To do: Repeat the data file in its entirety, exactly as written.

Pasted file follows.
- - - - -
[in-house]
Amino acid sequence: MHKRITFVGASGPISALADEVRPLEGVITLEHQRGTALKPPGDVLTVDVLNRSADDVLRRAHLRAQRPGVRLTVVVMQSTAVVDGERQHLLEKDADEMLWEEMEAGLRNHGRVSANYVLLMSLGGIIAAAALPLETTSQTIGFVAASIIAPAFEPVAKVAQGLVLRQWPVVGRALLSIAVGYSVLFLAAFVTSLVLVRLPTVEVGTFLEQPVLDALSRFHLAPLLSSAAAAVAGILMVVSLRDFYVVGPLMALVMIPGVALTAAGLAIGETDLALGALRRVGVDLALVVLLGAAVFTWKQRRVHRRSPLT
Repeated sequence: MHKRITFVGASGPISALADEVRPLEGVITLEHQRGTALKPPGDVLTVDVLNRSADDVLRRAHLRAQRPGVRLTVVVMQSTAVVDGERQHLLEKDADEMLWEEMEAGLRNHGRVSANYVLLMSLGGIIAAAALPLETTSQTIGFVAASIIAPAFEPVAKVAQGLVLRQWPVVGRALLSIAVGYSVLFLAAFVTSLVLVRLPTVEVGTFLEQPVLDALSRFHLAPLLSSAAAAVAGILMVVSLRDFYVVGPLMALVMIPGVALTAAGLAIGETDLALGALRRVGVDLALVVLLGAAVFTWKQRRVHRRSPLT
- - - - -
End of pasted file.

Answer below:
[in-house]
Amino acid sequence: MHKRITFVGASGPISALADEVRPLEGVITLEHQRGTALKPPGDVLTVDVLNRSADDVLRRAHLRAQRPGVRLTVVVMQSTAVVDGERQHLLEKDADEMLWEEMEAGLRNHGRVSANYVLLMSLGGIIAAAALPLETTSQTIGFVAASIIAPAFEPVAKVAQGLVLRQWPVVGRALLSIAVGYSVLFLAAFVTSLVLVRLPTVEVGTFLEQPVLDALSRFHLAPLLSSAAAAVAGILMVVSLRDFYVVGPLMALVMIPGVALTAAGLAIGETDLALGALRRVGVDLALVVLLGAAVFTWKQRRVHRRSPLT
Repeated sequence: MHKRITFVGASGPISALADEVRPLEGVITLEHQRGTALKPPGDVLTVDVLNRSADDVLRRAHLRAQRPGVRLTVVVMQSTAVVDGERQHLLEKDADEMLWEEMEAGLRNHGRVSANYVLLMSLGGIIAAAALPLETTSQTIGFVAASIIAPAFEPVAKVAQGLVLRQWPVVGRALLSIAVGYSVLFLAAFVTSLVLVRLPTVEVGTFLEQPVLDALSRFHLAPLLSSAAAAVAGILMVVSLRDFYVVGPLMALVMIPGVALTAAGLAIGETDLALGALRRVGVDLALVVLLGAAVFTWKQRRVHRRSPLT